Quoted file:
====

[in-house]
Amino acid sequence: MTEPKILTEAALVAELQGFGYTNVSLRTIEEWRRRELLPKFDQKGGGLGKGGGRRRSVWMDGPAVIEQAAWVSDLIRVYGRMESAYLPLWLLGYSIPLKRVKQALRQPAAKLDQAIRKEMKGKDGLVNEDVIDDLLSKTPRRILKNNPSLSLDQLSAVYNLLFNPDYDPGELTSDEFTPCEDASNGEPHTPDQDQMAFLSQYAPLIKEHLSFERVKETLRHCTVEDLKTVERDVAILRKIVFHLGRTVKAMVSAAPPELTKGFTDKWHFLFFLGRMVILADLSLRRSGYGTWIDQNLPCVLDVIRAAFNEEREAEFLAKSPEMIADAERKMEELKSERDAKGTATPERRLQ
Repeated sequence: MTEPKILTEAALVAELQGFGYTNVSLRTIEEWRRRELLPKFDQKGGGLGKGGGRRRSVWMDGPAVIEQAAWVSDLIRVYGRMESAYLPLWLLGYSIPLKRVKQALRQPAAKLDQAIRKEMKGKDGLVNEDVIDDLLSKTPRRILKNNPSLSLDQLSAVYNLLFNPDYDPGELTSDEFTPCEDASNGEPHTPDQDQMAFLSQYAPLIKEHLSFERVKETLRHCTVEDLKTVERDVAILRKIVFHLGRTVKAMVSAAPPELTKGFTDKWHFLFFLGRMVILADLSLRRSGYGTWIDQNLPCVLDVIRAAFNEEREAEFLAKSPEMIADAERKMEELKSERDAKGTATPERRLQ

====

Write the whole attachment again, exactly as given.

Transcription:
[in-house]
Amino acid sequence: MTEPKILTEAALVAELQGFGYTNVSLRTIEEWRRRELLPKFDQKGGGLGKGGGRRRSVWMDGPAVIEQAAWVSDLIRVYGRMESAYLPLWLLGYSIPLKRVKQALRQPAAKLDQAIRKEMKGKDGLVNEDVIDDLLSKTPRRILKNNPSLSLDQLSAVYNLLFNPDYDPGELTSDEFTPCEDASNGEPHTPDQDQMAFLSQYAPLIKEHLSFERVKETLRHCTVEDLKTVERDVAILRKIVFHLGRTVKAMVSAAPPELTKGFTDKWHFLFFLGRMVILADLSLRRSGYGTWIDQNLPCVLDVIRAAFNEEREAEFLAKSPEMIADAERKMEELKSERDAKGTATPERRLQ
Repeated sequence: MTEPKILTEAALVAELQGFGYTNVSLRTIEEWRRRELLPKFDQKGGGLGKGGGRRRSVWMDGPAVIEQAAWVSDLIRVYGRMESAYLPLWLLGYSIPLKRVKQALRQPAAKLDQAIRKEMKGKDGLVNEDVIDDLLSKTPRRILKNNPSLSLDQLSAVYNLLFNPDYDPGELTSDEFTPCEDASNGEPHTPDQDQMAFLSQYAPLIKEHLSFERVKETLRHCTVEDLKTVERDVAILRKIVFHLGRTVKAMVSAAPPELTKGFTDKWHFLFFLGRMVILADLSLRRSGYGTWIDQNLPCVLDVIRAAFNEEREAEFLAKSPEMIADAERKMEELKSERDAKGTATPERRLQ